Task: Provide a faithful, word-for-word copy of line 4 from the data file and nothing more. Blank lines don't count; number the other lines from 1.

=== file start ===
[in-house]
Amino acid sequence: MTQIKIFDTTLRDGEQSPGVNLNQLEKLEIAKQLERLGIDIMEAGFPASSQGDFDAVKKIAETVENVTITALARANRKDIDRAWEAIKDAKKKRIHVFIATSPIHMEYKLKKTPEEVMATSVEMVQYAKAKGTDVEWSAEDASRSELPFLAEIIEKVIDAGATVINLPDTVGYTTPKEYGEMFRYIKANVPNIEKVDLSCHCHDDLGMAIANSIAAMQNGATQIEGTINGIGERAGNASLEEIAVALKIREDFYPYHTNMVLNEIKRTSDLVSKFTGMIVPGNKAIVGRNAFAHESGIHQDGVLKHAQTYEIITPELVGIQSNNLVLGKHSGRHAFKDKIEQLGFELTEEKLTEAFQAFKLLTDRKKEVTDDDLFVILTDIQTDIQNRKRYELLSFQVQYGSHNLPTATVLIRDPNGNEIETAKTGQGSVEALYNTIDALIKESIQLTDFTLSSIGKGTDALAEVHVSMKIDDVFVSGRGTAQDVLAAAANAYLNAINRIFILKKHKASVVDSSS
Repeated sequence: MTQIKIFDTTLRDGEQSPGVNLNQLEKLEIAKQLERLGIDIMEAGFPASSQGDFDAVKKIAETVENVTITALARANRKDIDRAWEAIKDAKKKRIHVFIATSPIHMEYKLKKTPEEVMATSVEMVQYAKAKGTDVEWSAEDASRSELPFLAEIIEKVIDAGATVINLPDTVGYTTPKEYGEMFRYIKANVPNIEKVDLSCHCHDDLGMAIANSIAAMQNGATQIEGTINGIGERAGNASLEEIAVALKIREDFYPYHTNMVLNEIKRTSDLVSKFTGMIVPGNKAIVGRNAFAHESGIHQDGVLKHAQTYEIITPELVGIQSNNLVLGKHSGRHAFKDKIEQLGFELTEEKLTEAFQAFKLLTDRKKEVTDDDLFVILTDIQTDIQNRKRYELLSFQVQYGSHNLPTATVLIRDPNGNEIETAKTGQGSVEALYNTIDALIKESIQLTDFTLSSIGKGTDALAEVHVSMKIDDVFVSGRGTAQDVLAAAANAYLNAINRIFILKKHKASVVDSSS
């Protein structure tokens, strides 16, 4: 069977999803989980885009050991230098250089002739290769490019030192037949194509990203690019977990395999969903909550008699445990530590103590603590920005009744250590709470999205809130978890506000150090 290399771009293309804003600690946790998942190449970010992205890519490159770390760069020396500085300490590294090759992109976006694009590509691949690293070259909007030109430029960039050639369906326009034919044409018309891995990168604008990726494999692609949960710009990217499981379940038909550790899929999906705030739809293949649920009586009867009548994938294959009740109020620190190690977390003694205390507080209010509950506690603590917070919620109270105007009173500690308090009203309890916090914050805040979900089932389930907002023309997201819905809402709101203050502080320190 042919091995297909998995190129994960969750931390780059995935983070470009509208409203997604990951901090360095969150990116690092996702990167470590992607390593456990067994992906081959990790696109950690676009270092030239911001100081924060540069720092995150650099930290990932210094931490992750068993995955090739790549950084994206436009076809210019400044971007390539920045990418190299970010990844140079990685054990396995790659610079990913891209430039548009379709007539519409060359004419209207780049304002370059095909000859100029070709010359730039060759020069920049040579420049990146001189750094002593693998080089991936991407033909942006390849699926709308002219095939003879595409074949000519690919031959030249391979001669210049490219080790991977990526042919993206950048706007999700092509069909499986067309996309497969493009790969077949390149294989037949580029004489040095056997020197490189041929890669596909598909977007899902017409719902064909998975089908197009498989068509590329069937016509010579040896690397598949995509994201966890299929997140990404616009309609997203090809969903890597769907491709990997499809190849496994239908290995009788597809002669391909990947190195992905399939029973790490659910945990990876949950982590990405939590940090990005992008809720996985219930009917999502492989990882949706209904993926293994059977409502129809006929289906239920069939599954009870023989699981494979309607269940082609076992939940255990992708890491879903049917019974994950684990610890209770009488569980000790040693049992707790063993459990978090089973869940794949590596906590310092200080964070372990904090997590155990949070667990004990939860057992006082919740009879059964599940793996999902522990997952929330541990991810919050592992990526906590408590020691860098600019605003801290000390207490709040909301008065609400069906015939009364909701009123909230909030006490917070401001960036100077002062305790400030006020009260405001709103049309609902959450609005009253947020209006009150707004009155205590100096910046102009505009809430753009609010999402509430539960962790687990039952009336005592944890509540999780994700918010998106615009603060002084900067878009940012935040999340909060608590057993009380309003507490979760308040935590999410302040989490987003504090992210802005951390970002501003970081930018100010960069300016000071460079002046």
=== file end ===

């Protein structure tokens, strides 16, 4: 069977999803989980885009050991230098250089002739290769490019030192037949194509990203690019977990395999969903909550008699445990530590103590603590920005009744250590709470999205809130978890506000150090 290399771009293309804003600690946790998942190449970010992205890519490159770390760069020396500085300490590294090759992109976006694009590509691949690293070259909007030109430029960039050639369906326009034919044409018309891995990168604008990726494999692609949960710009990217499981379940038909550790899929999906705030739809293949649920009586009867009548994938294959009740109020620190190690977390003694205390507080209010509950506690603590917070919620109270105007009173500690308090009203309890916090914050805040979900089932389930907002023309997201819905809402709101203050502080320190 042919091995297909998995190129994960969750931390780059995935983070470009509208409203997604990951901090360095969150990116690092996702990167470590992607390593456990067994992906081959990790696109950690676009270092030239911001100081924060540069720092995150650099930290990932210094931490992750068993995955090739790549950084994206436009076809210019400044971007390539920045990418190299970010990844140079990685054990396995790659610079990913891209430039548009379709007539519409060359004419209207780049304002370059095909000859100029070709010359730039060759020069920049040579420049990146001189750094002593693998080089991936991407033909942006390849699926709308002219095939003879595409074949000519690919031959030249391979001669210049490219080790991977990526042919993206950048706007999700092509069909499986067309996309497969493009790969077949390149294989037949580029004489040095056997020197490189041929890669596909598909977007899902017409719902064909998975089908197009498989068509590329069937016509010579040896690397598949995509994201966890299929997140990404616009309609997203090809969903890597769907491709990997499809190849496994239908290995009788597809002669391909990947190195992905399939029973790490659910945990990876949950982590990405939590940090990005992008809720996985219930009917999502492989990882949706209904993926293994059977409502129809006929289906239920069939599954009870023989699981494979309607269940082609076992939940255990992708890491879903049917019974994950684990610890209770009488569980000790040693049992707790063993459990978090089973869940794949590596906590310092200080964070372990904090997590155990949070667990004990939860057992006082919740009879059964599940793996999902522990997952929330541990991810919050592992990526906590408590020691860098600019605003801290000390207490709040909301008065609400069906015939009364909701009123909230909030006490917070401001960036100077002062305790400030006020009260405001709103049309609902959450609005009253947020209006009150707004009155205590100096910046102009505009809430753009609010999402509430539960962790687990039952009336005592944890509540999780994700918010998106615009603060002084900067878009940012935040999340909060608590057993009380309003507490979760308040935590999410302040989490987003504090992210802005951390970002501003970081930018100010960069300016000071460079002046």